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PE17: Two minor queries

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  • Fredrik
    On page 112 in PE17 there are two texts on Idril. The editor notes for the first one that This note is on a page in NN [ Notes on Names ] with notes on
    Message 1 of 8 , Dec 30, 2007
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      On page 112 in PE17 there are two texts on Idril. The editor notes for
      the first one that "This note is on a page in NN ["Notes on Names"] with
      notes on _Fingon_ and _Turgon_ (see below) and _Felagund_". For the
      second text, it is said that "This is on a page in NN with notes on
      _Turgon_ and _Fingon_(see below)".

      The notes on Turgon and Fingon referred to are said to be on the same
      page in NN. So it would seem that the two notes on Idril are on the
      same page in NN too, though this is not obvious from the editorial
      notes. Just to be sure: Is it correct that Tolkien wrote the second note
      on Idril on the same manuscript page as the first one?

      Second, in the editorial note for III 363 Felagund (PE17:118), there is
      a seemingly circular reference back to III 363: "NN, on the back of the
      page with the notes on _Finrod_, _-rod_, and the names of the sons of
      Finwë (see III 363)".

      I _think_ the reference is to the note on "names _Fingon_, _Fingolfin_,
      _Finrod_, _Felagund_, _Inglor_, &c", also on page 118. I am not positive
      though, because that note is not really about _-rod_. There is also a
      text "Problem of -rod", but it is said to be on another page in NN. And
      to confuse matters (well, me) even more, there is another short text on
      the names of the sons of Finwë, quoted for I 318 (PE17:39).

      In the editorial note, perhaps "-rod" should have been deleted and the
      page reference disambiguated to "see III 363 Finrod" (or just "see below")?

      By the way, the notes on PHIN, SPIN and DEL are said to be on the same
      page in NN as "notes on the names of the sons of Finwë" (PE17:181), but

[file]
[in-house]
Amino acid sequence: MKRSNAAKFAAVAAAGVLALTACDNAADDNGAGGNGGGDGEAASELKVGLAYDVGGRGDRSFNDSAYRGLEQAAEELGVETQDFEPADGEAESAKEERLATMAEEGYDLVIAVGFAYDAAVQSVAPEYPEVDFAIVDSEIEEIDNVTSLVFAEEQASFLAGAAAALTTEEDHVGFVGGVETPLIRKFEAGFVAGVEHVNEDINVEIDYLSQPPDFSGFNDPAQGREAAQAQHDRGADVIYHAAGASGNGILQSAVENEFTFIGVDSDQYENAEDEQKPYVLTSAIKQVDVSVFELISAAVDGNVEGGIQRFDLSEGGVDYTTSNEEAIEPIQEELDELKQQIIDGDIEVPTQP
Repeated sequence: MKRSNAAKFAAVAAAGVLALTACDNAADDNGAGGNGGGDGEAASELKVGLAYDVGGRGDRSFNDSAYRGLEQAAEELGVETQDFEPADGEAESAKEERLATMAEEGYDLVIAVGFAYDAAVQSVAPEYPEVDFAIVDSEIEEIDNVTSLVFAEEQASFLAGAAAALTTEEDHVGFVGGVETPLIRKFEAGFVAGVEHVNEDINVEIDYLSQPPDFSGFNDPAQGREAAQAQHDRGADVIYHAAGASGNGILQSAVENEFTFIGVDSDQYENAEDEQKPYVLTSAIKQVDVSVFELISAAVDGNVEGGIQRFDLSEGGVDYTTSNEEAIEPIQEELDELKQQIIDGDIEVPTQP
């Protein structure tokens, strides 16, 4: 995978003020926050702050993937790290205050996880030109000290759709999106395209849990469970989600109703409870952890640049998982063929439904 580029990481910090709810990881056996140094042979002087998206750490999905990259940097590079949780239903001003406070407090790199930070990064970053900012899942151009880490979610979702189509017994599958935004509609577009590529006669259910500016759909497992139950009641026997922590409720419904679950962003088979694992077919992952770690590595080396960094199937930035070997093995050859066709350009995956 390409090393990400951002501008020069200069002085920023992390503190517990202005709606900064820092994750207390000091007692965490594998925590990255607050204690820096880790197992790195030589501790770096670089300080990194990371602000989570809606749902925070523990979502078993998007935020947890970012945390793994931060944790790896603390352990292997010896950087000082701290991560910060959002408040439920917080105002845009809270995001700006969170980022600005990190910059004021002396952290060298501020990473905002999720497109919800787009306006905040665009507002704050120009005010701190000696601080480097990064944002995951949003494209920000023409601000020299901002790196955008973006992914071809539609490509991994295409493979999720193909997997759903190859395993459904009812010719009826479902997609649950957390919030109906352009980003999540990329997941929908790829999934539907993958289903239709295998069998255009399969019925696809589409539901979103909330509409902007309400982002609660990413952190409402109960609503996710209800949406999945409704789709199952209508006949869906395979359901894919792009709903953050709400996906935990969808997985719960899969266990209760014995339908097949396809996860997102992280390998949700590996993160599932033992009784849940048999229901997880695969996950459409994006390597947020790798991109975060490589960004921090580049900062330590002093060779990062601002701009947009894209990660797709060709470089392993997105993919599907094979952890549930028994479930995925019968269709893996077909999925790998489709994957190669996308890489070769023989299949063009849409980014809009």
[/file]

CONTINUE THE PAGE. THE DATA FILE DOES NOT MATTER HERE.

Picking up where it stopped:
it not clear to me which one of the texts mentioned above this refers to
      (if any).

      Finally, thanks to the editor for an excellent issue of PE!

      /Fredrik
    • Fredrik
      Christopher Gilson replied to my question #7 (for which see our previous ... Yes, of course. In this case, I thought that the choice of an example (to raise
      Message 2 of 8 , Dec 31, 2007
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        Christopher Gilson replied to my question #7 (for which see our previous
        messages):

        > Certainly this is a possibility; though it seems that once the idea
        > of the idiom had occurred to Tolkien he could easily come up with
        > a similar explanation in a context where it was relevant, without
        > having the earlier explanation of it in front of him.

        Yes, of course. In this case, I thought that the choice of an example
        (to raise one's hands) and the similarity of sentence structure
        (singular form; dual form; plural is impossible) was a remarkable chance
        resemblance.

        As for the idiom itself, a similar example may be _i karir quettar
        ómainen_ 'those who form words with voices' in _Quendi and Eldar_
        (XI:391). In later writings, _ómainen_ would probably be a plural form
        (cf. instr. sg. _parmanen_, PE17:180); but the older singular form was